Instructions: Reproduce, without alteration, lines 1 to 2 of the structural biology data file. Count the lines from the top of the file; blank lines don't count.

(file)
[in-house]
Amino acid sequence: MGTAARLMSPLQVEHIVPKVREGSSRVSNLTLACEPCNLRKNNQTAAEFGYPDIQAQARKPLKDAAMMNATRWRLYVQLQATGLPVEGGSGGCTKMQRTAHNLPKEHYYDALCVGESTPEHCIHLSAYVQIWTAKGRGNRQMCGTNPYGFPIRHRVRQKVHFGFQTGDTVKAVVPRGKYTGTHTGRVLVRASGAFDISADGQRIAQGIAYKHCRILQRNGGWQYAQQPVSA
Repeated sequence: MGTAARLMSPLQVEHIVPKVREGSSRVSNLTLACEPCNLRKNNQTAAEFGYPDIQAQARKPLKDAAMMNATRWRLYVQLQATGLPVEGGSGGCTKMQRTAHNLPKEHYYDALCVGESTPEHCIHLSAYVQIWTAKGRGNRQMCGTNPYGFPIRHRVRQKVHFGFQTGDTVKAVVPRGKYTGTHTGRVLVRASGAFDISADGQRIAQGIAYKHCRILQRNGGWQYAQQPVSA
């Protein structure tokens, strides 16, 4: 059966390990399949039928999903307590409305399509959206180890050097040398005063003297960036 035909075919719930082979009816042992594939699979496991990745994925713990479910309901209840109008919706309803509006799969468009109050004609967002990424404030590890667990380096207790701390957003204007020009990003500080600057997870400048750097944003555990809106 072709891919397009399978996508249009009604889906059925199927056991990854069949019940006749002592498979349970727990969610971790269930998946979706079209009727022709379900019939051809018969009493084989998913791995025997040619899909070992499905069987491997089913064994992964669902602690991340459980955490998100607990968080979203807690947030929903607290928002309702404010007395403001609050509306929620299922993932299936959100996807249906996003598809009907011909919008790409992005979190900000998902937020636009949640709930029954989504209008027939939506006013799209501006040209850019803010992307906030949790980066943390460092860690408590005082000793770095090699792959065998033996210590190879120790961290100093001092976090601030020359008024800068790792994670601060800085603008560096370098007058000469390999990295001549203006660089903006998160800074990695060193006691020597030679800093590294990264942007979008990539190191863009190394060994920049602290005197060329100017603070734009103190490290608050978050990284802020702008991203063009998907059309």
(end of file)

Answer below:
[in-house]
Amino acid sequence: MGTAARLMSPLQVEHIVPKVREGSSRVSNLTLACEPCNLRKNNQTAAEFGYPDIQAQARKPLKDAAMMNATRWRLYVQLQATGLPVEGGSGGCTKMQRTAHNLPKEHYYDALCVGESTPEHCIHLSAYVQIWTAKGRGNRQMCGTNPYGFPIRHRVRQKVHFGFQTGDTVKAVVPRGKYTGTHTGRVLVRASGAFDISADGQRIAQGIAYKHCRILQRNGGWQYAQQPVSA